- Created by: Emma Boyle
- Created on: 06-06-15 15:50
- In 1954 The Economist invented the word 'Butskellism' because the policies and attitudes of the current Conservative Chancellor of the Excequer R.A Butler (51-55) were so similar to those of his Labour predecessor, Hugh Gaitskell (45-510.
- While they had difference, Butler and Gaitskell shared similar approaches e..g Economic control and government direction.
- For 30 years, after WW2, there was a widespread agreement among the political leaders about their policies and style of government. This is known as the 'post-war consensus'.
- David Dutton ''Shared commitment to improving the lot of the ordinary citizen''
- Hugh Gaitskell 1956: explained though there were still some differences between the two parties but there were far smaller than before 1939; 'to a large extent the Conservatives had taken over policies of the post-war Labour government'.
- Both Chancellors followed Keynesian economic policies. John Maynard Keynes argued the government would be able to solve the nations problems through economic management, using technique of 'demand management' e.g. achieving and maintaining the goal of full unemployment and economic growth.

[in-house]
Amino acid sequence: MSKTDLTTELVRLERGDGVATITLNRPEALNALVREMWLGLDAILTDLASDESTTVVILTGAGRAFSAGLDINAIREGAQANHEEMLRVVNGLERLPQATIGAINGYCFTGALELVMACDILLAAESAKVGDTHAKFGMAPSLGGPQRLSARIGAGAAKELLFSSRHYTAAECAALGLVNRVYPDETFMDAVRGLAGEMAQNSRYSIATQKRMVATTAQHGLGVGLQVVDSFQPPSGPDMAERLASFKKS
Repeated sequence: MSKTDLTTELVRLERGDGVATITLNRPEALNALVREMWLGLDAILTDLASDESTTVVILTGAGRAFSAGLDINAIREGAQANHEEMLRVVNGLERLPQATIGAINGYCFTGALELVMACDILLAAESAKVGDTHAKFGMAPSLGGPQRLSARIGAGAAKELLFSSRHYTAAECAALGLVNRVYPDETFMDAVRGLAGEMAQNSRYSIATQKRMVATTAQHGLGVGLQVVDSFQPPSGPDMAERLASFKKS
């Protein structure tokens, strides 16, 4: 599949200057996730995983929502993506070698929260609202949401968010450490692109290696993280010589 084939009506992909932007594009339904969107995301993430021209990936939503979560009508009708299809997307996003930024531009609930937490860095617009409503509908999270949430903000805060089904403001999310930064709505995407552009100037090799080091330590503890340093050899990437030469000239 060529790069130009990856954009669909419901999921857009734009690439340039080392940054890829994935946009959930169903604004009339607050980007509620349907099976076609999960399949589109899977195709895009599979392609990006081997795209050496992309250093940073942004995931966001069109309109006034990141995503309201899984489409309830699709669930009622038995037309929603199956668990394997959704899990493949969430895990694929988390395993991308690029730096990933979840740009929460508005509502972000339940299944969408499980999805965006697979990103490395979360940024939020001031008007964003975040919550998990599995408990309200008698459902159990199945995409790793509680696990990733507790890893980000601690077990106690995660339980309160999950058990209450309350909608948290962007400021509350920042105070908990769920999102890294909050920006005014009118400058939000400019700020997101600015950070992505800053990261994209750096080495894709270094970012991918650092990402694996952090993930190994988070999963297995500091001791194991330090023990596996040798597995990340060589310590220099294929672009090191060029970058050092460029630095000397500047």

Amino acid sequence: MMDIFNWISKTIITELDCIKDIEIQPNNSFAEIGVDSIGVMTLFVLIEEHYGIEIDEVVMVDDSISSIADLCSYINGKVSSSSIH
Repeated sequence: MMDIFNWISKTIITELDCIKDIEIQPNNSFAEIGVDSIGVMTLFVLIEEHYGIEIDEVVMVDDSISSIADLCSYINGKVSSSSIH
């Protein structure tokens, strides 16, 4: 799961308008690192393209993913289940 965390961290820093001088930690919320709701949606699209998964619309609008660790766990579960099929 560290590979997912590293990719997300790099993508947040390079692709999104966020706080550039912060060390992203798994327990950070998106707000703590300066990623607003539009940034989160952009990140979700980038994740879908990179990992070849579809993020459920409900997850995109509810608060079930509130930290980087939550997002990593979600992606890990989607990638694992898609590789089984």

- Keynes advocated that the government should be running important sectors of the economy: A mixed economy through nationalising specific industries.
- The wartime spirit of national unity also reinforced the notion that the government could and should run important sectors of the economy.
- Gaitskell nationalised industries such as coal, railways, Bank of England, Gas and Road Haulage and mostly continued nationalisation of industries.
- The Conservatives returned steel to private ownership and road haulage was partially denationalised.
- However, gas, coal, railway, electricity industries all remained firmly in public ownership.
- A major difference between Gaitskell and Butler was austerity. Under Gaitskell austerity was strict with Stafford Cripps e.g the continuation of rationing wheras under Butler austerity was loosened, ending rationing.
- Both Chancellors followed the Beveridge report of 1942: solving idleness, disease, ignorance and want from 'cradle to grave'.
- Under Gaitskell the NHS was created in 1948. The Conservative government maintained and expanded the welfare system by increasing government spending on social services and the NHS.